So I want to share a story, one that has been inspiring me since it was privately told to me a few years back. It involves one of the most celebrated visionaries in history, Serge Lutens, and how he got started. The story is sprinkled with a message about believing in yourself, and also holding fast to your intuition and judgement of others. Here we go…
Expectations can make or break success. Tokyo relies on some of the most amazing stereotyped PR of high expectations called “Kodawari” to stay as one of the most beloved cities to visit, and one of the most amazing places to find fashion in the world. But what happens when the bar is set so high and expectations for even the smallest thing are not exactly met? Commence…”volcanic irritation”!
I stood still in the middle of Shibuya scramble crossing one spring day when I was 18 years old, the crowd swarming around me in all directions like koi in a pond. J-pop played on the jumbo screen, it was a mix of words I could and couldn’t discern. It felt energetic…like a vortex, some kind of gravitational pull into an unknown planet in the center of some dream-like universe. I have always been a person of extremes; either go really safe or just go wild, quit cold turkey or inhale at once. So for American me to make a decision like this was a life-altering sacrament. I decided: “I’m going to live RIGHT. HERE.”
Well, I never expected this day to come, or that I would ever actually be saying this out loud, but I have lived in Tokyo… for TEN years! I know you all can count, but that’s 1, 2, 3, 4, 5, 6, 7, 8, 9, 10 (!) years in one of the places considered *most* different from the culture I grew up in… (and oh how grateful I am, because I couldn’t have made it this far without lots of support…..) There is so much I have learned in these 10 years, not only about living in Tokyo, but about working in fashion in general.
I have found the most comfortable avantgarde fashion in the history of things.
The idea of “comfort” comes up a lot in the discourse of avantgarde fashion, and it makes sense; avantgarde is never meant to be comfortable, it is the antithesis of comfort. It’s is about design and aesthetic. High fashion is not *supposed* to be comfortable!!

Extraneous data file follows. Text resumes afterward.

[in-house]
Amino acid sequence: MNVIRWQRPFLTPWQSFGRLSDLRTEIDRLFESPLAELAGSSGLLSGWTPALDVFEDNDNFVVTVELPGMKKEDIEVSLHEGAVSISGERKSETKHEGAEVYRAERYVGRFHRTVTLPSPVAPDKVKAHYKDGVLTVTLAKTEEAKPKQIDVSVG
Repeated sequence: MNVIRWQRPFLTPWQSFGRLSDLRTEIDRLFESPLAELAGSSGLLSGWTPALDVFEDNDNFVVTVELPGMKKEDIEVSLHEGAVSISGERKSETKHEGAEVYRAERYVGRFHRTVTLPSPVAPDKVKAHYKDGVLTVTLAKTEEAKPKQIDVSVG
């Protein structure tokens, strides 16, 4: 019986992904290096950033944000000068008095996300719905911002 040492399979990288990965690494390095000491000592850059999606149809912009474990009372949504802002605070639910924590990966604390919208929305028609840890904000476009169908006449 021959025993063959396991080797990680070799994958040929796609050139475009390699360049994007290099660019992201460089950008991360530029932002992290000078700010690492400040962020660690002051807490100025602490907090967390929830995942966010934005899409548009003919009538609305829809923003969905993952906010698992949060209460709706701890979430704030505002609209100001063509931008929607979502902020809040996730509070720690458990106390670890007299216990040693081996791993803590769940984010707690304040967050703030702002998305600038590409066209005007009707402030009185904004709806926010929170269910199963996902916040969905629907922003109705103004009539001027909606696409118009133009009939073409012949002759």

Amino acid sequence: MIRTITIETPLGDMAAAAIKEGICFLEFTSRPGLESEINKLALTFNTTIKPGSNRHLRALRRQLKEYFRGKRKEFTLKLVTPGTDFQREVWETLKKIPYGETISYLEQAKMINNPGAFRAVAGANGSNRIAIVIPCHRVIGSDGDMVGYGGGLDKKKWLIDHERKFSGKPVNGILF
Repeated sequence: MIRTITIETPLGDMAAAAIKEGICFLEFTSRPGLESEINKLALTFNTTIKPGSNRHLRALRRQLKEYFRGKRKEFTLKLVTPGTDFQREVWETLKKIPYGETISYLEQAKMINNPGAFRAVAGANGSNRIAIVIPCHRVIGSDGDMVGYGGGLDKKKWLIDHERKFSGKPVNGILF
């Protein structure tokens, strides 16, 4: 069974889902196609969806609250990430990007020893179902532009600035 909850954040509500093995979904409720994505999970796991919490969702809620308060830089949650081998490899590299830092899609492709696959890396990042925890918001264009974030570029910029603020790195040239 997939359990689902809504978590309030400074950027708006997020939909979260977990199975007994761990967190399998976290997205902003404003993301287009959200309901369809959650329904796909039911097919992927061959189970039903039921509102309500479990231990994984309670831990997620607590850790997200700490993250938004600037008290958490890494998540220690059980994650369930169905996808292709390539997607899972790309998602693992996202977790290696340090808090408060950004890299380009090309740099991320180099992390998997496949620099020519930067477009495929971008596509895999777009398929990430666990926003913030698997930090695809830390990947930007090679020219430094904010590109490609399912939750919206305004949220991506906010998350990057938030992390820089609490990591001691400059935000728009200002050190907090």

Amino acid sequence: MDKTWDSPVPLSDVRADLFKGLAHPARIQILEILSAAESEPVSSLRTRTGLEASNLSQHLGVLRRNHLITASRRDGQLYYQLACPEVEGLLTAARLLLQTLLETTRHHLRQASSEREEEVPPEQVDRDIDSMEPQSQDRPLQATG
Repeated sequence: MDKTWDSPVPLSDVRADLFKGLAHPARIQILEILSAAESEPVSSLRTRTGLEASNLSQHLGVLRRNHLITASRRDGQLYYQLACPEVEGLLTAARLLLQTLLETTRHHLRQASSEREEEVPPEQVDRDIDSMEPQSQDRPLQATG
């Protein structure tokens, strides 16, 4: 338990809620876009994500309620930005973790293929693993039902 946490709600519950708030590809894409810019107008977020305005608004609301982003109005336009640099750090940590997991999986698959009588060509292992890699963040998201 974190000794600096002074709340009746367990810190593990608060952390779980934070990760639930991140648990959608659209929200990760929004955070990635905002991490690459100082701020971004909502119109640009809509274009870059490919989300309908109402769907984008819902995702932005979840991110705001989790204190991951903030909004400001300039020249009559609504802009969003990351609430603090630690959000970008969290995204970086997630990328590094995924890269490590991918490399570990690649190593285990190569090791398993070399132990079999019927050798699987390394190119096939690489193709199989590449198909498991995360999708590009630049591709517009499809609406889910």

But WAIT. What I am about to say may come as a shocker, but in one of the most successful “mode” brands on the planet, I have found the most comfortable clothing…
Were you happy with the clothes you wore as a child? When my mom talks about my “crazy” outfits, she’s referring to the days where she allowed me to dress myself, usually ending up with a mishmash of colors and patterns too outrageous for her to take credit for. If only a designer like Caroline Bosmans was around, I could have been outrageous but still not so harmful to all of the cheek-pinching adults’ eyes. You have to see it to believe her incredibly well-done fantastical collections…
Talk about Valley of the Dolls. “Blythe” is Japan’s answer to Barbie, with oversized alien-esque head and eyes and petite physique. Oh, and she’s got a signature smirk…hey, she sounds like a model! Then how perfect would it be to make her the same size as one, and put her in the latest Bottega Veneta collection? Because fashion. And because Japan. And because… why not
Japan takes “tomboy” to another level. What about females who dress as boys, talk like boys, are treated as boyfriends, and become famous as boys? It’s more than just pants and pressed collars and goes WAY beyond just being a fashion trend. It’s called “boyish-kei” (ボーイッシュ系 ) and it’s *fascinating*.